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USGS Groundwater Information: Hydrogeophysics Branch

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Geophysics for USGS Groundwater/Surface-water Interaction Studies

 [ Image: Thermal image of groundwater discharging along edge of stream. Refer to caption for description. ]

Figure 1. Infrared image indicates water temperature, where warmer temperatures are represented as yellow and cooler temperatures as purple. The image presents an area where a relatively warm groundwater seep is discharing along the edge of a relatively cooler stream, and the water is mixing. The temperature range displayed is approximately 1 to 8 degrees Celsius. The area at the center of the image is about 2 meters across. Image: USGS/Martin Briggs.


Understanding the interaction of groundwater and surface water is essential to water managers and hydrologists for the development of effective water-resource policy, protection, and management. Groundwater/surface-water interactions include the exchange of fluids and solutes, which can affect water quality and water supply. Groundwater is a major source of water to streams, lakes, and wetlands; surface water can also recharge (replenish) groundwater supplies.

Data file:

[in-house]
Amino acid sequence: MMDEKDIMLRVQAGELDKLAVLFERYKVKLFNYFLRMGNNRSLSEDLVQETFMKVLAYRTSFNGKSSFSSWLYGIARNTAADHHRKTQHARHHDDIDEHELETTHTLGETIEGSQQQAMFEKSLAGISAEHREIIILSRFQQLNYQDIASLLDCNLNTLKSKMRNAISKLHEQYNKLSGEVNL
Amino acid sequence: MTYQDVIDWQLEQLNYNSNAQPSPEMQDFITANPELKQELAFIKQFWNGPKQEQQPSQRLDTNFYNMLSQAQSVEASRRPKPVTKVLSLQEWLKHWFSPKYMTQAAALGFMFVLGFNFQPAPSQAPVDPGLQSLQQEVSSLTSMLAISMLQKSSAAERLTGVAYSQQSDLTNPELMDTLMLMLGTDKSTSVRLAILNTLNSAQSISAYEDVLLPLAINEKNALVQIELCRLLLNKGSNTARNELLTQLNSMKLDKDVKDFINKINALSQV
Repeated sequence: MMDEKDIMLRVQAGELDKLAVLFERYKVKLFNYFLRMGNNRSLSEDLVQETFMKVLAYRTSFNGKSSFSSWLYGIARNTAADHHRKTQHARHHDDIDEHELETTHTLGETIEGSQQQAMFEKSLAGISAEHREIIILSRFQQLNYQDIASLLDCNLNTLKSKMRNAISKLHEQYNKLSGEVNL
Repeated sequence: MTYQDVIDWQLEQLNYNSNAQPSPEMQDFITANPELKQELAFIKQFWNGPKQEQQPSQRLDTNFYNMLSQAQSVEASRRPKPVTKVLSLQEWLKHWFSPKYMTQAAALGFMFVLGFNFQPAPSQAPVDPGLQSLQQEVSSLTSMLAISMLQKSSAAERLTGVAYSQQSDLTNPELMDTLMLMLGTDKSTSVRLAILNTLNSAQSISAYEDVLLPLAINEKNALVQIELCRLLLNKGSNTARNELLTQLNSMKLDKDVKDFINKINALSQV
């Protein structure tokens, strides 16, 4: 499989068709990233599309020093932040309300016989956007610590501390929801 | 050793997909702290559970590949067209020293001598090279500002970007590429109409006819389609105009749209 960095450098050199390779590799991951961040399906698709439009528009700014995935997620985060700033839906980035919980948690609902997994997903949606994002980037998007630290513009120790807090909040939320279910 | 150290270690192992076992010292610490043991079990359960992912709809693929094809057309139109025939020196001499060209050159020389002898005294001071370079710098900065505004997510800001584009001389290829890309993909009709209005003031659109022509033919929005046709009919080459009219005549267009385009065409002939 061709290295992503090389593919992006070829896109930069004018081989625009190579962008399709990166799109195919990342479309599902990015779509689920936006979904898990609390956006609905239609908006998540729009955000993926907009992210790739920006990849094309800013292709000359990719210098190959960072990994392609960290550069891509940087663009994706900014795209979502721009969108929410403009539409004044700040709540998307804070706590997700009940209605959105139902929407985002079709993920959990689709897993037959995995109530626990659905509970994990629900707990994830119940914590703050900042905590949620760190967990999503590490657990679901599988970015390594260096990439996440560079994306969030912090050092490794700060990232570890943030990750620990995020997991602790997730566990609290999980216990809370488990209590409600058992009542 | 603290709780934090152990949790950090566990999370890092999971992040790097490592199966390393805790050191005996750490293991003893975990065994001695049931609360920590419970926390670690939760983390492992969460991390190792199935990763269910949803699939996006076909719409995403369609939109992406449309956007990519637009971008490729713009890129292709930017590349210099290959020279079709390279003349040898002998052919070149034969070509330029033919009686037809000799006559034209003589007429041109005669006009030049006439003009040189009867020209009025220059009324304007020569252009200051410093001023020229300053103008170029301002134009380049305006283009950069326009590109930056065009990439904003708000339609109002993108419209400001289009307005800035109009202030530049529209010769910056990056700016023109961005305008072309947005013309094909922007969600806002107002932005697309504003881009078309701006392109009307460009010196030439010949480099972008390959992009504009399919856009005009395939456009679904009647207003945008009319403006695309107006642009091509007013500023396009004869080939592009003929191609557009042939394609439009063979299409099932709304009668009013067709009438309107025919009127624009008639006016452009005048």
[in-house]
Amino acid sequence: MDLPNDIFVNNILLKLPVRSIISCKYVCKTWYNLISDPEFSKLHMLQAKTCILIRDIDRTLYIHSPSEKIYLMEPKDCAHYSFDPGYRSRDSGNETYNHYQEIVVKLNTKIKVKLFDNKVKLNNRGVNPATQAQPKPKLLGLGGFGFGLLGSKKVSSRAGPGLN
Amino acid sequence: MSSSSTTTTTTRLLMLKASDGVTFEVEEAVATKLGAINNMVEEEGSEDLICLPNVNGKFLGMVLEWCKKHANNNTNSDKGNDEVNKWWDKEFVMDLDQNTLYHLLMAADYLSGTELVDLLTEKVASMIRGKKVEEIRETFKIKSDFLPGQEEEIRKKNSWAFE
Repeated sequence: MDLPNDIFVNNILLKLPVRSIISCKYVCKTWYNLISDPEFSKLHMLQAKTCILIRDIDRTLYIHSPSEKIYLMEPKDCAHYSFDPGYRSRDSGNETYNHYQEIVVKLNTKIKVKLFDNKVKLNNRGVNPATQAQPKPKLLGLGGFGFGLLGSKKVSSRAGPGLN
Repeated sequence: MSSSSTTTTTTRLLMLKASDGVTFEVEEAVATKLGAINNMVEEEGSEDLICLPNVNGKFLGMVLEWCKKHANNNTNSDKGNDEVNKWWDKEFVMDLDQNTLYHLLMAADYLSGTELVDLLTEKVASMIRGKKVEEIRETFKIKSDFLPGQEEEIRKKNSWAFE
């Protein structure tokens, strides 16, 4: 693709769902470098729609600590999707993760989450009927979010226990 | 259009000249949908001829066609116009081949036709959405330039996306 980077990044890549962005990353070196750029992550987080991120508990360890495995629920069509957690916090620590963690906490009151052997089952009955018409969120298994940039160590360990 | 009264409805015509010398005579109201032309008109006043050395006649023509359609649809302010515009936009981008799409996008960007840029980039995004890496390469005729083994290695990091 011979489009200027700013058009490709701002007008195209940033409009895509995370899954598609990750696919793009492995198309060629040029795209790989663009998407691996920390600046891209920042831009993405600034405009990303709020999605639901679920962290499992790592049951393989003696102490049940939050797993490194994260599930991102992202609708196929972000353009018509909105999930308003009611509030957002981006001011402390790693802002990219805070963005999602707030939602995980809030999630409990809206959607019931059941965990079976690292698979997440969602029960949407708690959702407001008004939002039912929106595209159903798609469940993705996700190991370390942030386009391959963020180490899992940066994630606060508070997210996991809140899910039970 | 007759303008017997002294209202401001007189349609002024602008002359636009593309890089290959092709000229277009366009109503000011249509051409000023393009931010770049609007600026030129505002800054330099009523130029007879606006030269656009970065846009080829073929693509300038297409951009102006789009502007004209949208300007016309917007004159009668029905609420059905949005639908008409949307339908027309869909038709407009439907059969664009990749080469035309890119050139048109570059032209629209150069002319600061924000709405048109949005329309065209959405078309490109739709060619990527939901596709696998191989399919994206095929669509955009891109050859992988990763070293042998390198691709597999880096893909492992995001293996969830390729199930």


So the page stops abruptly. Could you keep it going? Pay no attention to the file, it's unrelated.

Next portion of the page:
Traditional methods of collecting groundwater/surface-water exchange data can be labor intensive. The effects of groundwater/surface-water exchange can occur on a variety of spatial and temporal scales. Various methods of data collection apply to fundamentally different areas and time periods. Conditions at the local and regional scale are often characterized based on measurements made at a few individual points. However, useful predictions based on point measurements are difficult because the characteristics of groundwater/surface-water exchange can vary over time and across a site or region.

Applied Research

The USGS Office of Groundwater, Branch of Geophysics (OGW BG) collaborates on applied research projects to evaluate the use of new or emerging hydrogeophysical tools and methods to improve our understanding of groundwater/surface-water exchange. Methods based on electrical, thermal, and physical properties of exchange zones can efficiently locate and quantify interactions between groundwater and surface water. This spatially distributed information can tie point measurements to larger processes controlling flow and transport. As a result, we are better able to understand and forecast movement of water between groundwater and surface-water bodies and associated changes in water quality and quantity.